This article was co-authored by Pauline McGuirk, Alistair Sisson, Tom Baker, Robyn Dowling and Sophia Maalsen.

Local governments are vital laboratories for policy innovation and experimentation. How can Australia better harness this potential?

You don’t need to be a fan of the sitcom Parks and Recreation to know the stereotype of local government as arcane, slow, needlessly bureaucratic, and stubbornly resistant to change.

Acknowledging this stereotype (and the elements of truth it contains), local governments—and city governments in particular—are rolling out a range of “innovation” initiatives. These are fueled by international campaigns, supported by organisations ranging from KPMG to Bloomberg Philanthropies to the World Bank and the OECD, to advance visions of more effective, responsive and efficient city government.

Driving this trend is a view of cities as places where the world’s thorniest public policy challenges are most intense.

More than 50 per cent of the world’s population live in cities and the continued concentration of human activity within cities can heighten the challenges posed by climate change, infectious disease transmission, and increasingly unaffordable housing and insecure work—to name just a few.

At the same time, cities are increasingly seen as spaces where the solutions to these problems are closest to hand.

In contrast to the scale of national governments, often judged to be sluggish in response to the major societal problems of our time, the city-scale is presented as one at which innovative solutions can be rapidly developed, trialed, improved, implemented and then replicated or scaled to national or international levels.

Being closer to citizens, city governments are framed as more democratic and accountable. And cities are where networks of powerful institutions and individuals are concentrated. They are places with the mix of resources and skills to deliver innovative policy solutions to contemporary social, economic and environmental challenges.

But, as we ask in a recent paper, what exactly does this trend towards innovation within city governance entail, how does it work, who does it involve, and what are its implications?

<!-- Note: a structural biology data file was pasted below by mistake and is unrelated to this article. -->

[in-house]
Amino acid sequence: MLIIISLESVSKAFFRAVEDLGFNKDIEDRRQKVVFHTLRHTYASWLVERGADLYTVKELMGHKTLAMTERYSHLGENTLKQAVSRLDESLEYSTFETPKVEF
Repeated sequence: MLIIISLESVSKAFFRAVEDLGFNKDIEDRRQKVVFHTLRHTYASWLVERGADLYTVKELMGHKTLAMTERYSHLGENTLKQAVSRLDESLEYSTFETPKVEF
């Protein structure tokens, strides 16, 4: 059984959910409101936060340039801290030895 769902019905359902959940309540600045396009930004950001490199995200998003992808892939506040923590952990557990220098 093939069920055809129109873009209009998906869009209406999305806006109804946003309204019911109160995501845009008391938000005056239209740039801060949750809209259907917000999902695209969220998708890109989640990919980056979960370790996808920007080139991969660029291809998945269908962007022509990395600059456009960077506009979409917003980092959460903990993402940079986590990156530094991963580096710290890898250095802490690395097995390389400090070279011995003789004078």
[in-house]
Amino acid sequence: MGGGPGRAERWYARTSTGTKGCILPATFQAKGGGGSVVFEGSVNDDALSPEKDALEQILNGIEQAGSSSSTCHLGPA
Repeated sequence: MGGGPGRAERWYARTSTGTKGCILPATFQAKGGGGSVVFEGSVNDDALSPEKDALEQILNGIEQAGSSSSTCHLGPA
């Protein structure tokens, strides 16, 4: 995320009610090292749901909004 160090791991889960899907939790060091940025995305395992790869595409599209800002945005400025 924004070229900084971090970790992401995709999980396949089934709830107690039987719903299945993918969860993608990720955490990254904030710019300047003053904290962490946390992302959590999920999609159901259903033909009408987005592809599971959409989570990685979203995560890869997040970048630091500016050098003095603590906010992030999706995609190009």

There are numerous examples of city innovation labs, offices or teams. Boston’s Mayor’s Office of New Urban Mechanics experiments with and prototypes policies and interventions like additional dwelling units on existing residential properties as a way of increasing housing supply. The Office of Civic Imagination in the city of Bologna, focuses on the “urban commons”, and coordinates participatory and collaborative policymaking between government, citizens and community groups.

Co-design or human-centred design approaches are also prevalent. Mirroring the role of consulting firms like IDEO, Singapore’s internal Public Sector Division Innovation Lab coaches public servants across multiple departments and agencies in these practices.

Relatedly, prototyping policies and projects to drive more agile, responsive and iterative governance is a popular practice—one seen in Vancouver’s City Studio, which pairs university students with city authorities and other private and NGOs to devise and test interventions ranging from migration services to bicycle repair stations.

There has been a proliferation of challenge prizes to source and fund innovative urban solutions, such as the City of Melbourne’s Open Innovation Competition for supporting digital and data-led solutions to the City’s policy objectives. And at a global scale, the Bloomberg Mayors’ Challenge has municipalities compete for million-dollar philanthropic grants to implement “best practice” policies and programs.